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Dijon-Prenois

Flag of circuit's country
  • Timeline
  • 1976 to date
  • 1972-75

1976 to date

  • Grand Prix Circuit

    2.415 miles / 3.886 km

  • Short Circuit

    2.044 miles / 3.289 km

Circuit Info

Address: Circuit Dijon-Prenois, 21370 Prenois, France

PH: +33 3 80 35 32 22

Circuit type: Permanent road course

Website: http://www.circuit-dijon-prenois.com

Circuit History

The Dijon-Prenois circuit is a short roller coaster ride around the Burgundy countryside, once host to Formula One and World Sportscars but now primarily a domestic venue. While its best days may be behind it, it will always have the distinction of hosting one of the most thrilling F1 duels, when Gilles Villeneve and Rene Arnoux engaged in a memorable battle in the closing stages of the 1979 race.

The circuit was the brainchild of former rugby-player and wrestler François Chambelland, who was keen to create a venue to make Dijon an automotive centre. Choosing land at Prenois, a wooded area to the west of the city, he began formulating his plans in 1967. Despite struggles with getting necessary funding, construction began in 1969 and was complete by 1972.

Chambelland had taken advice from racers Jean-Pierre Beltoise and François Cevert, as well as motoring journalist José Rosinski, which resulted in a challenging layout. Anyone standing on the start-finish straight could be forgiven for thinking this is another flat-aerodrome circuit but as soon as you arrive at the first turn, you plunge downhill through a sweeping series of curves, before climbing back up the hill on the return leg. With unusual elevation changes and off-camber corners, this is a circuit which tests concentration to the full.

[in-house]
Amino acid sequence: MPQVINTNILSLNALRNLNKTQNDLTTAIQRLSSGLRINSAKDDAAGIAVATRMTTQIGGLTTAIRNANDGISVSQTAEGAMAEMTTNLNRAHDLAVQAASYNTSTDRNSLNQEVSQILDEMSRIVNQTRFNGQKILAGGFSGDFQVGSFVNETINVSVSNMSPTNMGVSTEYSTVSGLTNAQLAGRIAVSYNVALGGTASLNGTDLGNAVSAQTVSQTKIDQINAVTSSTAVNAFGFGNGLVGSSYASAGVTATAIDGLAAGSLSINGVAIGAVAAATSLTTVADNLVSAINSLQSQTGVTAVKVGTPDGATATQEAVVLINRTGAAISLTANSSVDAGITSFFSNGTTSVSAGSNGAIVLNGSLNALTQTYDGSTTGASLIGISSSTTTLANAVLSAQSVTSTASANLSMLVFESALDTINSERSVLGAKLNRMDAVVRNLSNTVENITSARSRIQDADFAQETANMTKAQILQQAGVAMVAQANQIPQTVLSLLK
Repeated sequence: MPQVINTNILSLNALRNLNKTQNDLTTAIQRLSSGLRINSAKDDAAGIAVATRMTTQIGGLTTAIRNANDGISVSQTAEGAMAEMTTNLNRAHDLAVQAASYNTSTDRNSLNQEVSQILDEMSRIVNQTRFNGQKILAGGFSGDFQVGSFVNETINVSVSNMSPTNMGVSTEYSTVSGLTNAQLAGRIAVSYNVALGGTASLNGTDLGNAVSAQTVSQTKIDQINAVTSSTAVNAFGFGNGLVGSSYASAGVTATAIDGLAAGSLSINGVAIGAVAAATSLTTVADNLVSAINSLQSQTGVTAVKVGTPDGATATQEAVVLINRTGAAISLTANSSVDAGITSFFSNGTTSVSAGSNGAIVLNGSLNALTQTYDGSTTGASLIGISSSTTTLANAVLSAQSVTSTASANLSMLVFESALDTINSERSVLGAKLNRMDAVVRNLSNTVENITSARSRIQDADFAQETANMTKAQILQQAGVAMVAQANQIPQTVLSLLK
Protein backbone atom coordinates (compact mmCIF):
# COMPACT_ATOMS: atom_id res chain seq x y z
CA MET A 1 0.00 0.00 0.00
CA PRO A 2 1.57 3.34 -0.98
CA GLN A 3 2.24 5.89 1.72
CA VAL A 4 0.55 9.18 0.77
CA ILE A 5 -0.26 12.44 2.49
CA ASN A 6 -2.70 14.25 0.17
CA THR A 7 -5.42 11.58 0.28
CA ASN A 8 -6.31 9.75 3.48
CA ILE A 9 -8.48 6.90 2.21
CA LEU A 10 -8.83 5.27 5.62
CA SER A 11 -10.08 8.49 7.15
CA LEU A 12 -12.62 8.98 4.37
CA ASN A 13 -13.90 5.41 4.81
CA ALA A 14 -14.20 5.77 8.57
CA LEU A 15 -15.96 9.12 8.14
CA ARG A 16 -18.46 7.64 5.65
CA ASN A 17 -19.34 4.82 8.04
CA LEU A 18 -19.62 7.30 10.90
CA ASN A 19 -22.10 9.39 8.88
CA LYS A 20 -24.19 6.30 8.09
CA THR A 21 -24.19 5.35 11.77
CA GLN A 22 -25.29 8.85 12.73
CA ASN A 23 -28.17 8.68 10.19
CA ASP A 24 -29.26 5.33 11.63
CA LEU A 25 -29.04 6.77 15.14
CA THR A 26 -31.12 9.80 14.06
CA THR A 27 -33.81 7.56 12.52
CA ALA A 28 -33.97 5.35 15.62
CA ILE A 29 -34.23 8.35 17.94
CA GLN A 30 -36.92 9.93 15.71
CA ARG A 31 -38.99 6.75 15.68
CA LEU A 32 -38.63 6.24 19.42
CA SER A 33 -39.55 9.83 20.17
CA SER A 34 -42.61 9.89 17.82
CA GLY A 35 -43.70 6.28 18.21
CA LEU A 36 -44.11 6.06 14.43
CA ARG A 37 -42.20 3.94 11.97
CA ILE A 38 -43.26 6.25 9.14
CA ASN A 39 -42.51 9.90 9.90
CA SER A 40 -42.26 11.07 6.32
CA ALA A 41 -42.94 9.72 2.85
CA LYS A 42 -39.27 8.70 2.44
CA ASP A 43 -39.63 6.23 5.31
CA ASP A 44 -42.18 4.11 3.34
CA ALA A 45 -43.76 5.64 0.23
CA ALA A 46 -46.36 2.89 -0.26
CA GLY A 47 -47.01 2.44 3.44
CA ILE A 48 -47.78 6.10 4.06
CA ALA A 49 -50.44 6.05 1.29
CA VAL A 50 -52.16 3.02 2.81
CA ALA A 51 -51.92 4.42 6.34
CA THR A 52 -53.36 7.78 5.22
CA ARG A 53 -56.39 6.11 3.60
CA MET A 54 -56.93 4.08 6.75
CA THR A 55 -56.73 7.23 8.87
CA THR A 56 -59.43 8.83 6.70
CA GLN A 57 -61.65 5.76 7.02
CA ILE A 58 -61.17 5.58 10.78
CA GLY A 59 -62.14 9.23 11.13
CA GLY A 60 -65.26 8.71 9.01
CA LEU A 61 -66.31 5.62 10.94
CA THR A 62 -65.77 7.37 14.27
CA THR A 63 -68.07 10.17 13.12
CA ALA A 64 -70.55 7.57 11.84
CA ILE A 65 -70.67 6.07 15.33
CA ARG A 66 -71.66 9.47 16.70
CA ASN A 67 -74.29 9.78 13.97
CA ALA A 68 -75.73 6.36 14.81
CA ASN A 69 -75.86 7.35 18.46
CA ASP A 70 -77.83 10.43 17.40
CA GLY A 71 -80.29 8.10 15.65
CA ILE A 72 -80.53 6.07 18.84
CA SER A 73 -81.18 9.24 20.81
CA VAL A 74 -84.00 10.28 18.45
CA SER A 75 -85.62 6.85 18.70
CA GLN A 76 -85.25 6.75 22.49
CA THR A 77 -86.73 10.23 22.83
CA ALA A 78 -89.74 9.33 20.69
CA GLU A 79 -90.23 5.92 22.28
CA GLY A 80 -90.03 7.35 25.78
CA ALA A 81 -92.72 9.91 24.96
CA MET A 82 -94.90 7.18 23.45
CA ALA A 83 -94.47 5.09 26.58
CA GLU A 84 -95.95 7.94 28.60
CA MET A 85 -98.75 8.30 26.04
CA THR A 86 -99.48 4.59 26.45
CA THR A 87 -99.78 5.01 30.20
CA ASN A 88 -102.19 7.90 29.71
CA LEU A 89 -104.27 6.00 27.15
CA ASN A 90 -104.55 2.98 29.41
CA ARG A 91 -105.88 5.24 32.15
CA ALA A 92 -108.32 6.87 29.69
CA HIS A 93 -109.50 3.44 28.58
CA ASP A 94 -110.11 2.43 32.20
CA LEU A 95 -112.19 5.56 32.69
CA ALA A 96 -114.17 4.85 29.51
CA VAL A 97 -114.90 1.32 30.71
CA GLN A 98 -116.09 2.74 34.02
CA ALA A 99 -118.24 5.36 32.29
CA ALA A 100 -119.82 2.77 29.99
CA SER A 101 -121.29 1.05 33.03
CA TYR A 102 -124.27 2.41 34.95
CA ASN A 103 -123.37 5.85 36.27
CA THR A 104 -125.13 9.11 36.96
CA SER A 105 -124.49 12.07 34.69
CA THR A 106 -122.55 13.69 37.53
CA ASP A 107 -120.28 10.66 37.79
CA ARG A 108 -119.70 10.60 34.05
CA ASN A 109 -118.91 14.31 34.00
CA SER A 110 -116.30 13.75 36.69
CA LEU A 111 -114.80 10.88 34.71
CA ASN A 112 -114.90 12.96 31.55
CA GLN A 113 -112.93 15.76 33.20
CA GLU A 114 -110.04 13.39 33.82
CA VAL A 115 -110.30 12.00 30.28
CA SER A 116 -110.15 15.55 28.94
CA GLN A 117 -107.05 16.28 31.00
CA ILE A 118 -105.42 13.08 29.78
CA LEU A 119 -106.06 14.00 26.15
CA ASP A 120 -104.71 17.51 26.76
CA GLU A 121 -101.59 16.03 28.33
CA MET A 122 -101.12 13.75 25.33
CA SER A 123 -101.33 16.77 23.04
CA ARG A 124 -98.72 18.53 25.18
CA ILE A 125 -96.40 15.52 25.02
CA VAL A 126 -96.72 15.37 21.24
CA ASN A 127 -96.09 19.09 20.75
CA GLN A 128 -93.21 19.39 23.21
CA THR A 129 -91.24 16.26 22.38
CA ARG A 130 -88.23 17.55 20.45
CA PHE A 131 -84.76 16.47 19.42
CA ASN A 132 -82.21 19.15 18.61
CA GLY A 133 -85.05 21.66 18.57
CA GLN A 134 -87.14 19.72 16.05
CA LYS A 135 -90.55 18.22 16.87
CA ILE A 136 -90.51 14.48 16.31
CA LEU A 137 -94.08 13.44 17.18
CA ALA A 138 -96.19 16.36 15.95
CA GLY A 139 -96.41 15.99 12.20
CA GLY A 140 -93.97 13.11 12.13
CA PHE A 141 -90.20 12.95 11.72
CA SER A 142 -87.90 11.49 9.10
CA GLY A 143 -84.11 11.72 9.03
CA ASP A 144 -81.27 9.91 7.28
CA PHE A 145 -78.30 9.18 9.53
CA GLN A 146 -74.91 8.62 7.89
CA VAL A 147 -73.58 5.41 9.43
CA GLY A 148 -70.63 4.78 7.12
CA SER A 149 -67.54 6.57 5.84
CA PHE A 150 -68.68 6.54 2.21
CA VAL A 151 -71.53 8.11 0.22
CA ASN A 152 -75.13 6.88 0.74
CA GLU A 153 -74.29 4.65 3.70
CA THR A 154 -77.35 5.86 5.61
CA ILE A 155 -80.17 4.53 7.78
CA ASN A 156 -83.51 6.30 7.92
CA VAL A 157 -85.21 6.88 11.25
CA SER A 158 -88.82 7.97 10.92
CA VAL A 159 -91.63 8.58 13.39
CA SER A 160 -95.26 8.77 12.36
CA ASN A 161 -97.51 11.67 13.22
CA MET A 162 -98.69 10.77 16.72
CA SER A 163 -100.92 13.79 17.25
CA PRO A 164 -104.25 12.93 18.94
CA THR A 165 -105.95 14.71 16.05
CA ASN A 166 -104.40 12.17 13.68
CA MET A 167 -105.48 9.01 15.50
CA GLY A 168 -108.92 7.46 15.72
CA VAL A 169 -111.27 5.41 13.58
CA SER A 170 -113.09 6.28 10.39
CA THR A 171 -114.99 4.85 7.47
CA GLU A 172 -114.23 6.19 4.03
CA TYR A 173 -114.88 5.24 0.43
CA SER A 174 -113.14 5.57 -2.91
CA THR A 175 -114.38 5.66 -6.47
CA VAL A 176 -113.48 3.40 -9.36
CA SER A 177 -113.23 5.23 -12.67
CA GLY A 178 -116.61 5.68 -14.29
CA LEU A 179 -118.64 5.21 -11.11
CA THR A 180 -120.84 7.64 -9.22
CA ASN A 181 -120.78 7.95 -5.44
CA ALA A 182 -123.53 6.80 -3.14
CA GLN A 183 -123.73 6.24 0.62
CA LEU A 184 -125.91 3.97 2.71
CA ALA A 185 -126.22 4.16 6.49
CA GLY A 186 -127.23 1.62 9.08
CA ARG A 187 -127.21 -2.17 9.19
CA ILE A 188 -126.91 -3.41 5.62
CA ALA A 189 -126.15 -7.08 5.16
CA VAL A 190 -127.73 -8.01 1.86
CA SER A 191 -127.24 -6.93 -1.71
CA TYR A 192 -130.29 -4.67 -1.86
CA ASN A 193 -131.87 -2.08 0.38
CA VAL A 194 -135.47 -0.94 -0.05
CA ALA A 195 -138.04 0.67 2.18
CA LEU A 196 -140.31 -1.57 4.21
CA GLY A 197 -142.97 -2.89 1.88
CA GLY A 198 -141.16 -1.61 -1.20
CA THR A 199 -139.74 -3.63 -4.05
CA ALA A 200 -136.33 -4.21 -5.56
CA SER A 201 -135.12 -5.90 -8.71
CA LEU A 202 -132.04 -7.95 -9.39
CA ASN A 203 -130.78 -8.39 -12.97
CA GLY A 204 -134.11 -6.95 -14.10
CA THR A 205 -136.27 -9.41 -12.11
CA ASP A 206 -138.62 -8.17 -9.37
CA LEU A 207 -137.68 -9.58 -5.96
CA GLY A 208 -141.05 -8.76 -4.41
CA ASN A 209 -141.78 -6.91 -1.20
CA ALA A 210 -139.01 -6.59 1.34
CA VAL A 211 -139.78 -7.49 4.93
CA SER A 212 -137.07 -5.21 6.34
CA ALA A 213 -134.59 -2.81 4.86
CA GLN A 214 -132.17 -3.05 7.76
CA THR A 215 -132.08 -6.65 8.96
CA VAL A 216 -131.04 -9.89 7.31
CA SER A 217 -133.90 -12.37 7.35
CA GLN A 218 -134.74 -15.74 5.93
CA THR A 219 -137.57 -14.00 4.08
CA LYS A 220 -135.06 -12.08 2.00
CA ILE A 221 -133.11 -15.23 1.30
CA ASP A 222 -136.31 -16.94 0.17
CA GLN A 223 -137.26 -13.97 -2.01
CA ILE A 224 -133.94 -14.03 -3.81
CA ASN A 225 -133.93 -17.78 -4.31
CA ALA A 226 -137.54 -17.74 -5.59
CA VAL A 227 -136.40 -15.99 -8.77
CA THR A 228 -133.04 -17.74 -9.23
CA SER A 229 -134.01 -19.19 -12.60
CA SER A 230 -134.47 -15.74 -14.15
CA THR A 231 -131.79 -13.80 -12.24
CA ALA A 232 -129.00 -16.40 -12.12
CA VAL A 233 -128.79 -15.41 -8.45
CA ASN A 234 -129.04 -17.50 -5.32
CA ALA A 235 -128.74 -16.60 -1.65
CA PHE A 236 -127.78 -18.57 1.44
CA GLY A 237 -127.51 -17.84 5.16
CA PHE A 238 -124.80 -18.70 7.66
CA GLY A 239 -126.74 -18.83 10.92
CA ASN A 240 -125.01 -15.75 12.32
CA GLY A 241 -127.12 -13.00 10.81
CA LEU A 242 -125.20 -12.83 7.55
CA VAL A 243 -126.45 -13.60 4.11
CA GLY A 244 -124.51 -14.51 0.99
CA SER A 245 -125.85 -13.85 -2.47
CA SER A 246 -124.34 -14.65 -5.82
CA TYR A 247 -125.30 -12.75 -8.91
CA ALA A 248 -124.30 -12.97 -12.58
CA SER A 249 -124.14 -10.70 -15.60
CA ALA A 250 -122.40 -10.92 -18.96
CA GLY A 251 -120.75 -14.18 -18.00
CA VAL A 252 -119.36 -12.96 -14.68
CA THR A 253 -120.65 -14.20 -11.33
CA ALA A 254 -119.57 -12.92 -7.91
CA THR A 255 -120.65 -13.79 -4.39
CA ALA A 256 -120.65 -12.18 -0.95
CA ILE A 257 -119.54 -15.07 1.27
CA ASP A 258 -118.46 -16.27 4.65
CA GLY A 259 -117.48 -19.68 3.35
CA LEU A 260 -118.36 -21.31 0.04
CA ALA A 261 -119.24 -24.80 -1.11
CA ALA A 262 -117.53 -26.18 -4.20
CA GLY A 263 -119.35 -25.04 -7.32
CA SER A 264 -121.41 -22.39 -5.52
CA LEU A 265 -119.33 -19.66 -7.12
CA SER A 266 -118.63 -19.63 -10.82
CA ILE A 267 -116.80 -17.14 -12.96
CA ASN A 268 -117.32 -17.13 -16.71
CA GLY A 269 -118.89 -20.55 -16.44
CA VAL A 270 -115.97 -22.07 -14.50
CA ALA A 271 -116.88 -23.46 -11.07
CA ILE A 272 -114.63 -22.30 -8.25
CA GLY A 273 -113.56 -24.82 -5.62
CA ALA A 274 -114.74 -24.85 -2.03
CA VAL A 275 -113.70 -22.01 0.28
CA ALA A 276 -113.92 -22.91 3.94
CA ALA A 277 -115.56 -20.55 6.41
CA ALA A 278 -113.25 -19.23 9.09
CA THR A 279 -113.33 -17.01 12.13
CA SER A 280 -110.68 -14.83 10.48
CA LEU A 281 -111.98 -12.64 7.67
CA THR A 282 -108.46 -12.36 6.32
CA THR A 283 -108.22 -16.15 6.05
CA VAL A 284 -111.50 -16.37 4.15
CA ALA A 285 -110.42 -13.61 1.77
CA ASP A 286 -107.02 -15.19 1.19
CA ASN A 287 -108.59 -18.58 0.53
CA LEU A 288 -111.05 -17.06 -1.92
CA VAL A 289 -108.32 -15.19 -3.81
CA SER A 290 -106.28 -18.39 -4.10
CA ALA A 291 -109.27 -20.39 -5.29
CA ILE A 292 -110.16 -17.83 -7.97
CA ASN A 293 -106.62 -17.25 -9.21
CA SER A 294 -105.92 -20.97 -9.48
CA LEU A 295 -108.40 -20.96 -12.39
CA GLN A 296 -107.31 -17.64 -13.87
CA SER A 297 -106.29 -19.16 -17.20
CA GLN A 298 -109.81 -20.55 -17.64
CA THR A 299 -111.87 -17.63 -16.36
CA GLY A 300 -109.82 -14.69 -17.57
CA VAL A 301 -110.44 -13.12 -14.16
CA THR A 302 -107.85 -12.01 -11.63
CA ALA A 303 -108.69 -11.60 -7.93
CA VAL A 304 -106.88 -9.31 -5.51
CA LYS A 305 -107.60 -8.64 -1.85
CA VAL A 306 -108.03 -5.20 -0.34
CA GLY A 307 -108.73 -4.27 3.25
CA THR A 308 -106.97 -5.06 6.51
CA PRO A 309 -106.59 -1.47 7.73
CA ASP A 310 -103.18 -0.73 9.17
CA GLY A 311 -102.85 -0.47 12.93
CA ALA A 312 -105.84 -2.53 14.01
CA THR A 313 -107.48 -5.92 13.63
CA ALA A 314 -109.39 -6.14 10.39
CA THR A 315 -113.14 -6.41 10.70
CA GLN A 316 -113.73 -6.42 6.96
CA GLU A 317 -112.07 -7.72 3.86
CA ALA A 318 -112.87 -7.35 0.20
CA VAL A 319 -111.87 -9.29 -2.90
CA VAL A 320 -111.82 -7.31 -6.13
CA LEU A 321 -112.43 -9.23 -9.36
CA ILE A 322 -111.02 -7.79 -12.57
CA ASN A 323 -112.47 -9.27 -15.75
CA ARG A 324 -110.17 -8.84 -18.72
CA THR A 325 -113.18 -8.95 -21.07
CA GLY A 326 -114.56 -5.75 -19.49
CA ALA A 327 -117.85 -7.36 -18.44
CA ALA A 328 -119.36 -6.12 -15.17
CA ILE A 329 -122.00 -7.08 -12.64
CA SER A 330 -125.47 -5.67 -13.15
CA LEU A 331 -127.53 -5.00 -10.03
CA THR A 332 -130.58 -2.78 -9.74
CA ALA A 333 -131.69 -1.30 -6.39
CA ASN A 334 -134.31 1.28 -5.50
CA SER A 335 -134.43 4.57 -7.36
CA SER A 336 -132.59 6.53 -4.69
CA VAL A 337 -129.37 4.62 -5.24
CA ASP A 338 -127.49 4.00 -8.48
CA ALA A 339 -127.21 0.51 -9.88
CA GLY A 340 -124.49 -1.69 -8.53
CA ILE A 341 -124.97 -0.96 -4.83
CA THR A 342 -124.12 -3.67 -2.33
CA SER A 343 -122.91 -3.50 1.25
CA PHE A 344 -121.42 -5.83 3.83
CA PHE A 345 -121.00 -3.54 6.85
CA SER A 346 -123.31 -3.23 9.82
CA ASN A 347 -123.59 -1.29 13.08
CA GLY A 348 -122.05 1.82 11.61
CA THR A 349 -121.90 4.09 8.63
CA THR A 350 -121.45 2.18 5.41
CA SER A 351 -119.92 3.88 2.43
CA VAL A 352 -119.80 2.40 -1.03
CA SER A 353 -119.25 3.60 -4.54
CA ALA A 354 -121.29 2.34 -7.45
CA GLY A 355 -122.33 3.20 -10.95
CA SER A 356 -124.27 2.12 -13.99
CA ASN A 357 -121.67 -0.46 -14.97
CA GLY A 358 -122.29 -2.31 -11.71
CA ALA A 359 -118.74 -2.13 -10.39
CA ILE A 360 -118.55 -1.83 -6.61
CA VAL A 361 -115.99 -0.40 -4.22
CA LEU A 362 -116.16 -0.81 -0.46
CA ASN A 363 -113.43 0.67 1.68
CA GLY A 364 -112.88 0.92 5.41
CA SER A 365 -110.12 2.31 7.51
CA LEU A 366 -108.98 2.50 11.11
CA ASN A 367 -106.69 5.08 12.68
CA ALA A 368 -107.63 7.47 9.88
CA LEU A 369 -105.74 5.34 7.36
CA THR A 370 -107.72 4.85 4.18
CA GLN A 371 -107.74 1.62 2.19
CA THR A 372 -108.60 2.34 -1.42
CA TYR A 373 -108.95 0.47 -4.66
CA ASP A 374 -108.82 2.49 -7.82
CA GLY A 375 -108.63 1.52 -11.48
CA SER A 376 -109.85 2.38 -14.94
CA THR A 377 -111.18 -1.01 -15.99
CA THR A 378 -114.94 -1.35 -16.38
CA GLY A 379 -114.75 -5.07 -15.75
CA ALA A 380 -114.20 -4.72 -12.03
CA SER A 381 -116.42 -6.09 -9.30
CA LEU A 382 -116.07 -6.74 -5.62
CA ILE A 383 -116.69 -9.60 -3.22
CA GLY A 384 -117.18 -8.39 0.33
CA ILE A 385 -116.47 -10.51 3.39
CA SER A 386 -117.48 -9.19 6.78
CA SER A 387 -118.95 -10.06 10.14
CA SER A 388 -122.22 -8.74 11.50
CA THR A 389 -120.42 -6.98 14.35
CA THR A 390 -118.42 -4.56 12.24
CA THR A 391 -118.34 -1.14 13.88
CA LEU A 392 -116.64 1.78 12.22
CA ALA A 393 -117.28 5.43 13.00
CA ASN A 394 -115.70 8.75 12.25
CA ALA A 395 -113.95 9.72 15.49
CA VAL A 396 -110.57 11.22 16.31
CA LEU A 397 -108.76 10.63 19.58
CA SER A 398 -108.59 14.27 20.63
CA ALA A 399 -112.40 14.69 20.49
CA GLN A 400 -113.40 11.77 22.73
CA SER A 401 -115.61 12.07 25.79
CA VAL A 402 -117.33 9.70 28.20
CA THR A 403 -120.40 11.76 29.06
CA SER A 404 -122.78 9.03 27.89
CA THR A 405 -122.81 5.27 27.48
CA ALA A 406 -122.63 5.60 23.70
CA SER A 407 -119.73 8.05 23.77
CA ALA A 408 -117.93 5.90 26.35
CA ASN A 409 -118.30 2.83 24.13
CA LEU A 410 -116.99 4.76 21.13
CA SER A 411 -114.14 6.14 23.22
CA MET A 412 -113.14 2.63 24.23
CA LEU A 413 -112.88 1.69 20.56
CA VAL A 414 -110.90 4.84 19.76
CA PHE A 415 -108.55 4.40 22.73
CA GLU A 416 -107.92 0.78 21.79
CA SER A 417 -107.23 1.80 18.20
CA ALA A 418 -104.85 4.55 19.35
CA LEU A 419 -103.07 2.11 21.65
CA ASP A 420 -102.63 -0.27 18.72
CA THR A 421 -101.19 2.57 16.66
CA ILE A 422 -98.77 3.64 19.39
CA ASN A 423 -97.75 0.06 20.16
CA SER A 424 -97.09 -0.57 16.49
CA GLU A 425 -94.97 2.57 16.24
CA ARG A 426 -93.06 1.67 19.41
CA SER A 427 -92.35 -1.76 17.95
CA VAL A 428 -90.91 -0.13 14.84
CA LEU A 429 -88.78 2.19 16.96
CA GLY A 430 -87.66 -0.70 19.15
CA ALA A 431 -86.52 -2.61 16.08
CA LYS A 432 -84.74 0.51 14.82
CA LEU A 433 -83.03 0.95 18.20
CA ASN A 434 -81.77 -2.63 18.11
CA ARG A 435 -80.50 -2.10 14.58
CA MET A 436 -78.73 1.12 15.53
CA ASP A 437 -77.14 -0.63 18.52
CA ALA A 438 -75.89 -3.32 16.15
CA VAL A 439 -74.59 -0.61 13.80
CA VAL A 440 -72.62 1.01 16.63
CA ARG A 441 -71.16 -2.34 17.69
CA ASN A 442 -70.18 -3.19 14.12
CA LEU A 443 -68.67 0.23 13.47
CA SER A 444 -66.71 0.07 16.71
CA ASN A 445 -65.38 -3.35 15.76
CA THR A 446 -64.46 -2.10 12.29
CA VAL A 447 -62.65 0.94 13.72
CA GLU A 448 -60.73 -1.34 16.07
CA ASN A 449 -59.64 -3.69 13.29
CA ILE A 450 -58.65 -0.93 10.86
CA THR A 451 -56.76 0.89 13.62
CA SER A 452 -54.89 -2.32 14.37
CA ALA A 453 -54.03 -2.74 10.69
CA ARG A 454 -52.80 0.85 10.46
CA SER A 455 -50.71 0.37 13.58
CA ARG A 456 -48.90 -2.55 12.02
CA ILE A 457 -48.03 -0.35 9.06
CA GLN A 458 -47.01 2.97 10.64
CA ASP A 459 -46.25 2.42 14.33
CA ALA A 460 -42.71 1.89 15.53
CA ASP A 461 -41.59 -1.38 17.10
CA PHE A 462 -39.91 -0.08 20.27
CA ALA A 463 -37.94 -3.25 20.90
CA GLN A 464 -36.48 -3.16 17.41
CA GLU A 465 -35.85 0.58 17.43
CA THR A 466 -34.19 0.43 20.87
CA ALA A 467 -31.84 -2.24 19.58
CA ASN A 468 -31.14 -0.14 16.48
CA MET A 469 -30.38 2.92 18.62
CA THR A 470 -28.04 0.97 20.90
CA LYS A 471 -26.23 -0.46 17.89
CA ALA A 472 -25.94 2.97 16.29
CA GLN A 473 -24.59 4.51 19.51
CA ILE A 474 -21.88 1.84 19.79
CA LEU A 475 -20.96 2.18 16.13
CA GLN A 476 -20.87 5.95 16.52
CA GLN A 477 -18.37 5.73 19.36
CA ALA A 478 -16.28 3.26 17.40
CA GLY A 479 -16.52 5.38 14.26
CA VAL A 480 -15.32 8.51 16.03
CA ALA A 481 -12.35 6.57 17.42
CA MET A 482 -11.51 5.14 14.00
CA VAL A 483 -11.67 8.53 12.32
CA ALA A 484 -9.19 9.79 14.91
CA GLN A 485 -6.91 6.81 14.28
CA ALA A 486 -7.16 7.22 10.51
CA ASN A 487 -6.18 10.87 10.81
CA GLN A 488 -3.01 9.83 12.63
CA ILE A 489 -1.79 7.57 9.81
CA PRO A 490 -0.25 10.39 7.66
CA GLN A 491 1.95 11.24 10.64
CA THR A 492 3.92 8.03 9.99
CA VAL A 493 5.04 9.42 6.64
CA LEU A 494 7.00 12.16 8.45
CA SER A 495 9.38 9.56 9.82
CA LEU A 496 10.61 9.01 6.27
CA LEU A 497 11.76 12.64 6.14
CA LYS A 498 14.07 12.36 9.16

The initial plans called for a longer course but with finances tight, it was decided to build a shorter variant with the hope of finishing the full circuit later. The ghostly outline of the original planned course is still visible on satellite photos, where its line faintly cuts through the wooded area. Had it been built, it would have taken the lap length up to 5km with an extension that is reminiscent of Brands Hatch's Grand Prix Loop.

In spite of the funding shortfall (no support had been given by the city government), the new course opened on 26 May 1972. Fellow former rugby-player Guy Ligier was given the honour of turning the first lap by Chambelland. The first race, for 2-litre prototypes, was held ten days later, with Arturo Merzario running out the inaugural winner in an Abarth Osella SE-021.

World Sportscars arrived the following year for a 1000km race, victory falling to the Matra-Simca of Henri Pescarolo and Gerard Larrousse. The following year it was Formula One's turn, the race having switched from Paul Ricard. Victory fell to Ronnie Peterson's Lotus, but the short nature of the circuit proved far from ideal, with lots of congestion between the leaders and backmarkers who were lapped frequently. Things were slightly better for the non-championship Swiss Grand Prix, though this was partly due to there only being 16 cars entered. If F1 was to return again, a circuit extension would be required.